New York City Children’s Theater is currently running a Kickstarter campaign to help fund our Literature at Play workshops in homeless shelters. Today, Associate Education Director, Sara Morgulis, reflects on her experience visiting a program.
One of the highlights of this year was working with children in homeless shelters as the City’s official theater partner in a new literacy program, the Afterschool Reading Club, initiated by the Mayor’s office and the Department of Education. All year long, we’ve been running weekly afterschool workshops for children in 18 shelters, leading theater activities to improve literacy and language skills and supporting them emotionally and socially.
Earlier this year, I was on a site visit to a shelter. I met our teaching artist outside of the classroom before the session began. As she opened the door and poked her head in the room, the kids all cheered because they were so excited that she was there. The site administrator told me that this is the kids’ standard greeting for her every Friday.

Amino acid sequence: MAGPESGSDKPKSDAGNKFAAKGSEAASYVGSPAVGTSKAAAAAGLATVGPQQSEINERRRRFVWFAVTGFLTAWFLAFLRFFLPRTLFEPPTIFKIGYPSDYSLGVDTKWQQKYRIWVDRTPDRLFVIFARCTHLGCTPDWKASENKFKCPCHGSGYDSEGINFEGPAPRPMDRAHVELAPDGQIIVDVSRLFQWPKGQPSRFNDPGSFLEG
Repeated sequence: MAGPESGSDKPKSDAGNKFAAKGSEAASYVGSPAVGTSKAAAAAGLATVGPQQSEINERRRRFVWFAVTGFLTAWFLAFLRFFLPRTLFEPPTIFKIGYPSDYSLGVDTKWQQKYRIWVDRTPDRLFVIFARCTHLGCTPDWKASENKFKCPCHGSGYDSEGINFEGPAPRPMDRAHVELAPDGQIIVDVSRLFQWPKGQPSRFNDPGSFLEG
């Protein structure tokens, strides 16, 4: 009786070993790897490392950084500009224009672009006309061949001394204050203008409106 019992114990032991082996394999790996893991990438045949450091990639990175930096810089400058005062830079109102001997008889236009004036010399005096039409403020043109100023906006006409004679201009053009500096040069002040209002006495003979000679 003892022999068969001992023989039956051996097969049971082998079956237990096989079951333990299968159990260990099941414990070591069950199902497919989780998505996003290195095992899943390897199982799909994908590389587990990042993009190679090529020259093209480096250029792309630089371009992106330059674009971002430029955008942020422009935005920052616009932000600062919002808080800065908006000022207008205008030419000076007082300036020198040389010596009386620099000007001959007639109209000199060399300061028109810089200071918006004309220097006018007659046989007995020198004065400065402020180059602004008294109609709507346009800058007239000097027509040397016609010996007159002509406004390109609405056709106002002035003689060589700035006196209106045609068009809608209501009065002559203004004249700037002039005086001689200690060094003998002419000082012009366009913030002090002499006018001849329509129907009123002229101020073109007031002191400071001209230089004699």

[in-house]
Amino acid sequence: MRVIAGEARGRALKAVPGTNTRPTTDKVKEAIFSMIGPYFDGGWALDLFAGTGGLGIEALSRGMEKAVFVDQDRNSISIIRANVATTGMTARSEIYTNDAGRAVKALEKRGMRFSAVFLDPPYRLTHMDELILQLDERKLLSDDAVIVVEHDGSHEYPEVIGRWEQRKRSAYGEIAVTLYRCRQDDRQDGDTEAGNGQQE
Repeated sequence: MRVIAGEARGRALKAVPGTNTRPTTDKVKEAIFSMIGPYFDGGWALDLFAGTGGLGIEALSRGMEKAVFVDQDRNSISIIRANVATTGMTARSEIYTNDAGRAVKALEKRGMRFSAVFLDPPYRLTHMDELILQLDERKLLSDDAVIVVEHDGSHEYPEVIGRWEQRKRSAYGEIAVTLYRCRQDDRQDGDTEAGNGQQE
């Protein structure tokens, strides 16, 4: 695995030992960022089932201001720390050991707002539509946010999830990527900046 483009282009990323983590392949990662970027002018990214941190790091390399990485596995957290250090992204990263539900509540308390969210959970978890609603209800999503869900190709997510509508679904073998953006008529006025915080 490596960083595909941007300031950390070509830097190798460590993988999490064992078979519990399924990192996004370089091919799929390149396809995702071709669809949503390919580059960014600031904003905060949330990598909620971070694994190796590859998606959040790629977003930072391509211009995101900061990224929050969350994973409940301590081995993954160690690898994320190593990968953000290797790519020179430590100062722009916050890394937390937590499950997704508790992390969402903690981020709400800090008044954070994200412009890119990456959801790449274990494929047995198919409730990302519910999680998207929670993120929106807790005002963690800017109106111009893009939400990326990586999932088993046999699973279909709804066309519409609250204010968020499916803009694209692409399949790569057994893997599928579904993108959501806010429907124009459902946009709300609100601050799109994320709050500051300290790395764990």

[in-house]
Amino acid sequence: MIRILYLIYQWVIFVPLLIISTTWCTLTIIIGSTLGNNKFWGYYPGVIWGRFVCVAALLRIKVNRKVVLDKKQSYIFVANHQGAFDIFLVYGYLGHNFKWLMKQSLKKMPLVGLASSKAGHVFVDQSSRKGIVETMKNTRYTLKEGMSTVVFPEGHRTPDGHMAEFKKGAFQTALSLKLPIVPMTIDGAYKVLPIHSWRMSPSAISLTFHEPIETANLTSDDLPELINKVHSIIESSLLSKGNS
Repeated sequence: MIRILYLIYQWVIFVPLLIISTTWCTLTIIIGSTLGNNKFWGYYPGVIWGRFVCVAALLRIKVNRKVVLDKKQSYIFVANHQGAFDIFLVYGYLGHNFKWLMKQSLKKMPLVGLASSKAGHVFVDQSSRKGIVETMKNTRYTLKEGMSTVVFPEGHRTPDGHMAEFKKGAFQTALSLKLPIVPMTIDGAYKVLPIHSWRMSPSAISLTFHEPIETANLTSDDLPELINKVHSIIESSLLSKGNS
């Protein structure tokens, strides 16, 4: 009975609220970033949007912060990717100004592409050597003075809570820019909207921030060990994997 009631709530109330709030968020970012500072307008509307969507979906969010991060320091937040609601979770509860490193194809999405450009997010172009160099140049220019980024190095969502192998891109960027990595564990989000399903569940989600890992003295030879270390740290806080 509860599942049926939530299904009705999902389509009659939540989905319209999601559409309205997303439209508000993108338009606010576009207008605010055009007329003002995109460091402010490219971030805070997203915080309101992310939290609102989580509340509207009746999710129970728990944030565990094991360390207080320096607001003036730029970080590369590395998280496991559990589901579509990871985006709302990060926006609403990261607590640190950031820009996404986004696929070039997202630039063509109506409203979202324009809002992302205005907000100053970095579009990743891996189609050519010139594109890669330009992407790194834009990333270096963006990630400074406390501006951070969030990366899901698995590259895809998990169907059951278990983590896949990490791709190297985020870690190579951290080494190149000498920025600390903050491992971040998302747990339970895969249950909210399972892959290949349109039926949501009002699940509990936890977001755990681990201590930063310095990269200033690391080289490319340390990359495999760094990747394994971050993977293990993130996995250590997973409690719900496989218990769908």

In our curriculum, the teaching artists lead the students in creating connections between the themes in the book and their own lives. Many of our teaching artists have noted tremendous growth in their students. One responded, “As my students’ confidence within the theatre exploration has increased, their ability to express how they are feeling and what’s happening in their lives has also increased.”
Each Friday this past school year, our teaching artists have created safe and accepting environments for the students to take risks and express themselves. One teaching artist reflected, “Obviously living in a shelter can be emotionally taxing and crippling. Giving the students opportunities to dream through theater is vital. I see them pretend to be teachers, authors, detectives, and rock stars. It is so important to talk about what promise the future has for them.”
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